Weight of a 21 - Page 3 - Escape Trailer Owners Community

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Old 11-14-2013, 12:10 PM   #21
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Chicken!
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Old 11-14-2013, 12:23 PM   #22
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I'm retired and stop thinking years ago.
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Old 11-14-2013, 12:28 PM   #23
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Does that not-thinking feel pretty good? I'm on the verge of retirement and looking forward to that frame of mind. I can drive myself crazy virtually all the time!
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Old 11-14-2013, 12:39 PM   #24
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Quote:
Originally Posted by TAfraser View Post
The Anderson was installed, but the chains were not tightened for the measurements I gave. I did run it over the scale twice with the chains set two different ways, but the weight measurements went a different way then what I expected.
Tighter chains means less load on the tug's rear axle and more on both the tug's front axle and the trailer axles; that's the point of a WD system. Is that what you were expecting, and is that what you saw?

This, of course, has nothing specifically to do with the weight of an Escape 21'...
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Old 11-14-2013, 12:51 PM   #25
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Sorry, I didn't read all the way to this post before posting my response above:
Quote:
Originally Posted by TAfraser View Post
Using the WDH, adjusted wrong, with the trailer only on the scale, the trailer weight went down by as much as 200 lbs to around 3160#. I thought that transferring weight off the tongue would put weight on the truck's front axle and the trailer's axles. The trucks front axle weight did go up by 40 lbs.
Your understanding of WD action is correct, and the front axle change is as expected. I agree that the trailer axle weight reading change does not make sense

Quote:
Originally Posted by TAfraser View Post
While the trailer was on the scale, I loosened the chains (just checking) while watching the scale weight, and the weight of the trailer went up. The truck weight, including tongue weight, also went down. So what I saw was both the trailer and truck individual weights going down, while the front axle weight went up. The only thing that remained constant was the total weight of truck and trailer. So where did that weight go to?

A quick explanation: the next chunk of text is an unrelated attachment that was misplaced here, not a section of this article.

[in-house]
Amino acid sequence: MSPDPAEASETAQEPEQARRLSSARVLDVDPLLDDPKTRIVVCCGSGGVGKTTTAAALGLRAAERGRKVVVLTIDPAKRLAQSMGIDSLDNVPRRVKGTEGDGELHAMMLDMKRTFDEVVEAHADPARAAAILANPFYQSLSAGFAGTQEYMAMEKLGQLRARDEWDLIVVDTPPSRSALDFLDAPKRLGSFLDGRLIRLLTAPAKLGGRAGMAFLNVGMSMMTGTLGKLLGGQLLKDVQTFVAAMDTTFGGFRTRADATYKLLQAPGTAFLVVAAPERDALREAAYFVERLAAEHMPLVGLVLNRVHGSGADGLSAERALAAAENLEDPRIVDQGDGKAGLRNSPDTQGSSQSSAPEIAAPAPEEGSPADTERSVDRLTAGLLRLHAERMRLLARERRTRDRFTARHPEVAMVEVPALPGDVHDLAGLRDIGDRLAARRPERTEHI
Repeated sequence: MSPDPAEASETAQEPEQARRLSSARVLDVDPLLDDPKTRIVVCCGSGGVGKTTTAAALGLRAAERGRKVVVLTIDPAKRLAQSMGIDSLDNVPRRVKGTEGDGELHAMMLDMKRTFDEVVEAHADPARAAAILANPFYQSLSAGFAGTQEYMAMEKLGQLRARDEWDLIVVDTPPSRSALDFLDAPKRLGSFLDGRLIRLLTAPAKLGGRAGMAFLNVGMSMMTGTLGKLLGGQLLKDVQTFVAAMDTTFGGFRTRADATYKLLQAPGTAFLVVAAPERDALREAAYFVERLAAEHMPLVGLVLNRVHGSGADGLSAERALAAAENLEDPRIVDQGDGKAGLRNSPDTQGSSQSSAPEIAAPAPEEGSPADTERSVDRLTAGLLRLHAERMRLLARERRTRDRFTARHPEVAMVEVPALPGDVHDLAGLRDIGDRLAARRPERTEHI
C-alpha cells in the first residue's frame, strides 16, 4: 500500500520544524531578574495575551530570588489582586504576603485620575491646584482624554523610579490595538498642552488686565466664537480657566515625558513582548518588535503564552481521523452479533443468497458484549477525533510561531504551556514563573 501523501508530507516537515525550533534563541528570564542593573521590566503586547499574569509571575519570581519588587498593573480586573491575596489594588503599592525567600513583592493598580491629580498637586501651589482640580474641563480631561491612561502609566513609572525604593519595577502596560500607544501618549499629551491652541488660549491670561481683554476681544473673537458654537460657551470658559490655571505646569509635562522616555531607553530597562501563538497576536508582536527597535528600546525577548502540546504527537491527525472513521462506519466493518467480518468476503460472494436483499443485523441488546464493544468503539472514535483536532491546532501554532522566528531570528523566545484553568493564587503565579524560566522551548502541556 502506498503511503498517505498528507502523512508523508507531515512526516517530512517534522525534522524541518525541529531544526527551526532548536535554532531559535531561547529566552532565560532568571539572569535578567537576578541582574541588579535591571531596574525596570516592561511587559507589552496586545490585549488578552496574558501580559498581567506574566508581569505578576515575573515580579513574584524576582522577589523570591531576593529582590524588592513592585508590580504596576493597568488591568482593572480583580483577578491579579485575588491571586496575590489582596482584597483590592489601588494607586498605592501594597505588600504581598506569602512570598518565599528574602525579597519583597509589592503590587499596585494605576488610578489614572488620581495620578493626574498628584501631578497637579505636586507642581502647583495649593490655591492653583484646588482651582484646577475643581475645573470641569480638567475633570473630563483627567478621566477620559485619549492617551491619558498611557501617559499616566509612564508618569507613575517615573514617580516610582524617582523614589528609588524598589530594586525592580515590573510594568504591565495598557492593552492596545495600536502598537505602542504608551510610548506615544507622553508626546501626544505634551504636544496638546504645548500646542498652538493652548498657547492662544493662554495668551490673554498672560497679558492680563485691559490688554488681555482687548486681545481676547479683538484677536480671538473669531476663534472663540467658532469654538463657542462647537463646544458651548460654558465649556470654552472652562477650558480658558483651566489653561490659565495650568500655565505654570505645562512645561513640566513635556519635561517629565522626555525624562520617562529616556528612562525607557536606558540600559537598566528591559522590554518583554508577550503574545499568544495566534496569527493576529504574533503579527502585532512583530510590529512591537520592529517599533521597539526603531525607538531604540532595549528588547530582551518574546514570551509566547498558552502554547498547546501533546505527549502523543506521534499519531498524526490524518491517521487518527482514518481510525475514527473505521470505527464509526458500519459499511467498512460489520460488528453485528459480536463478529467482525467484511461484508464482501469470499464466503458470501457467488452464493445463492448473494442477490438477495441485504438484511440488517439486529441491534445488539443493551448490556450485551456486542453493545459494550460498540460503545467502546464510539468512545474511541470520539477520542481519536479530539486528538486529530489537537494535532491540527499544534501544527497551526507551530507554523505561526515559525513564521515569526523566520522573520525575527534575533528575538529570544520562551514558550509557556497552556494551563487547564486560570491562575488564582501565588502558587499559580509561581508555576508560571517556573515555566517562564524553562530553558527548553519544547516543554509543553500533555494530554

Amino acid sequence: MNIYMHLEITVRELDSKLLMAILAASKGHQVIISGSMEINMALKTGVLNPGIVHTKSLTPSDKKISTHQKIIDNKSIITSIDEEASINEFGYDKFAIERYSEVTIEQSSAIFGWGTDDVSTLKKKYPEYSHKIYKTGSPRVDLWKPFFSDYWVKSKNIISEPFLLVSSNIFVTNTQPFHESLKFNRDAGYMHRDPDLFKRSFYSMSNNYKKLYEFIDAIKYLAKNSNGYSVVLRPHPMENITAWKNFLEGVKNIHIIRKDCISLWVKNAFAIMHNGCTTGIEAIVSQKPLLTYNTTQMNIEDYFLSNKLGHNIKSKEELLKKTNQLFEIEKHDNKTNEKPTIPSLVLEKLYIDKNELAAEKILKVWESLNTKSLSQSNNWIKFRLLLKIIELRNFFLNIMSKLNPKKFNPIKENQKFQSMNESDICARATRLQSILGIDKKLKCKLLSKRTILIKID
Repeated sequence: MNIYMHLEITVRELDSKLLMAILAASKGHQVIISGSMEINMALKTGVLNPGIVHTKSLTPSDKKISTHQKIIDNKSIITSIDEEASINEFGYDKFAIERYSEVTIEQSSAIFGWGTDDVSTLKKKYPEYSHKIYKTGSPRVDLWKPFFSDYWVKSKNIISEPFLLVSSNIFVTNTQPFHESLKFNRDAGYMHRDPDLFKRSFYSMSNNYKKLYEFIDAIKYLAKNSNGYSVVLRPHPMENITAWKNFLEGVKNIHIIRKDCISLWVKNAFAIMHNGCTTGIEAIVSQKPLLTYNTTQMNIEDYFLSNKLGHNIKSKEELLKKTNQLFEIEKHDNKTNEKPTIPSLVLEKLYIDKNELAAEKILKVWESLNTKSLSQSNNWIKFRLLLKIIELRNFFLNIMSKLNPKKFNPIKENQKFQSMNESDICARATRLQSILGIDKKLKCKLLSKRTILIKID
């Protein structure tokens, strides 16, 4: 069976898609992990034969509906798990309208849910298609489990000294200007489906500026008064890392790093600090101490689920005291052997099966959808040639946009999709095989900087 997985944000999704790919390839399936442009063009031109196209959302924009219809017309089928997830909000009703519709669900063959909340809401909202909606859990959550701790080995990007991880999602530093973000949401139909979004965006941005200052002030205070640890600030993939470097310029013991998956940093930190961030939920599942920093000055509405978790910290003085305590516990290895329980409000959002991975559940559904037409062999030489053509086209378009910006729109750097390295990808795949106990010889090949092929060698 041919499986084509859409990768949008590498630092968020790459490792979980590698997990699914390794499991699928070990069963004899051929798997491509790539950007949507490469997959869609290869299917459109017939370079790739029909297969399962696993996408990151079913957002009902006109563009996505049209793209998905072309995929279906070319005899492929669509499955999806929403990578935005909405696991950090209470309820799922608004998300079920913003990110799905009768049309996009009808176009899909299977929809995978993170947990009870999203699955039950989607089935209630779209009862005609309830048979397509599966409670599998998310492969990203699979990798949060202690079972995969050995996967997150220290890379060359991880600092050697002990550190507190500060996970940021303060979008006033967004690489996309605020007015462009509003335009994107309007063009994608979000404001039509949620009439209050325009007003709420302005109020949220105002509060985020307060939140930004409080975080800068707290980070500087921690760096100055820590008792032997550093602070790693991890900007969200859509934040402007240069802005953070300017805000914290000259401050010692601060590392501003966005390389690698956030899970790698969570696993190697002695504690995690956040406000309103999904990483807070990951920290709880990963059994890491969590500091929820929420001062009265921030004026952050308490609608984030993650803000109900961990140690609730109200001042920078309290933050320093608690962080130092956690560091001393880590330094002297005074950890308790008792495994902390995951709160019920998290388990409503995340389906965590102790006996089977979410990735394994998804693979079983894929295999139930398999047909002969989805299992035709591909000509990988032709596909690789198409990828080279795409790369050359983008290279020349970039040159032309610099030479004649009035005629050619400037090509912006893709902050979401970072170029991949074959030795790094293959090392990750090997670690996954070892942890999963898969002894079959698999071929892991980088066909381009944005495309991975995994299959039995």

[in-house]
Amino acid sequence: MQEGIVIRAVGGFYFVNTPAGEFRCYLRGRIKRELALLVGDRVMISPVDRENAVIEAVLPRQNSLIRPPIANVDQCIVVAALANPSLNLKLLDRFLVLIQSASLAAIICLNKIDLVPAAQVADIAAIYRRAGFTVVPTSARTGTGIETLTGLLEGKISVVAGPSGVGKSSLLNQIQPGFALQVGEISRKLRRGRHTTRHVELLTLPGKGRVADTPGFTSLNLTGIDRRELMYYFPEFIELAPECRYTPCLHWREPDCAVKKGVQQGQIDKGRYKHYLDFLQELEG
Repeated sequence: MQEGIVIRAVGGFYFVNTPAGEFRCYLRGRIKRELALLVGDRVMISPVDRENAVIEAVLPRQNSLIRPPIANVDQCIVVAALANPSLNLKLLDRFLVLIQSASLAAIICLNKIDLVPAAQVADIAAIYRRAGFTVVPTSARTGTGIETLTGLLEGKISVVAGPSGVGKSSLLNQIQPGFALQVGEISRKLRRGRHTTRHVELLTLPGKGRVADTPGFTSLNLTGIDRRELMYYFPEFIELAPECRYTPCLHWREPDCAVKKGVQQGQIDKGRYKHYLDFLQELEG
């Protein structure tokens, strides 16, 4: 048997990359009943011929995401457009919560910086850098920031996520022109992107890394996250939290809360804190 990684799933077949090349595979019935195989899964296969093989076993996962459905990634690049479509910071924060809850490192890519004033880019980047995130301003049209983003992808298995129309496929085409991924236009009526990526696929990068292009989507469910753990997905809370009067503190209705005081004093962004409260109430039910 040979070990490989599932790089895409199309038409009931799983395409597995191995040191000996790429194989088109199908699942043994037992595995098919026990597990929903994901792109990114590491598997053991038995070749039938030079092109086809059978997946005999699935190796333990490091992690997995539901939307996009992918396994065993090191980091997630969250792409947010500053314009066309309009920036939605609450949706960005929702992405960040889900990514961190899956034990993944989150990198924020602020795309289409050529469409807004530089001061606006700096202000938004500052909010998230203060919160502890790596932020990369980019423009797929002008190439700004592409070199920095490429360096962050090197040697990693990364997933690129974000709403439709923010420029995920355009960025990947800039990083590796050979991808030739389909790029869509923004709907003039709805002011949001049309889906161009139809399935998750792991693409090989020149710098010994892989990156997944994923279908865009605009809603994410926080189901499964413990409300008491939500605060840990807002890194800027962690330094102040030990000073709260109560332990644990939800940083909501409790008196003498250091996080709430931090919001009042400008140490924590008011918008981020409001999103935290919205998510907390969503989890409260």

As you know, it has to go somewhere. Also, the average position of all the loads must stay in the same place - the weight of the mass of the truck and trailer is in the same place. There is no physical way to transfer load from one end of the combined rig to the other, only to move it between the middle (the tug's rear axle) and the ends (the tug's front axle and the trailer axles).

I suspect that the problem arises from (necessarily) making separate measurements at each axle (instead of simultaneously) and changing the height of the coupler on a tandem-axle trailer with non-equalized suspensions. Even slight (an inch or two) changes in coupler height cause significant shifts in the sharing of load between the axles, which changes the effective axle position, which changes how much load is carried on the hitch. If you are seeing only the trailer axle load, you might not be aware of the tug rear axle load change. You don't have separate scales under each trailer axle, so you can't see if the distribution between them is changing.

Here's a possibility: you crank up the tension on the chains, the coupler/hitch rises, the tongue gets so much more load (instead of the trailer axles) that the net change on the trailer is a decrease when you expect an increase. The balance works out because the effective trailer axle load is located further back. It's just a theory, but when you try this again I suggest observing coupler/tongue height carefully.

See why I think WD systems are interesting, but I avoid them? Also, why I'm not a big fan of tandems?
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Old 11-14-2013, 01:07 PM   #26
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Originally Posted by azjack View Post
The Jeep weighs 5300# with 2 pax, When it had the equipment inside the jeep it was about 5800#, we then transferred the traveling equipment (we are travelers, not campers) into the trailer, Jeep was then about 5300#.
Thanks Jack - I just wanted to make sure that I understood that correctly.

Quote:
Originally Posted by azjack View Post
The sherline reading seemed to vary with level and chocking.
It absolutely will change with level, and I suspect TAfraser (Tom?) is seeing the same effect.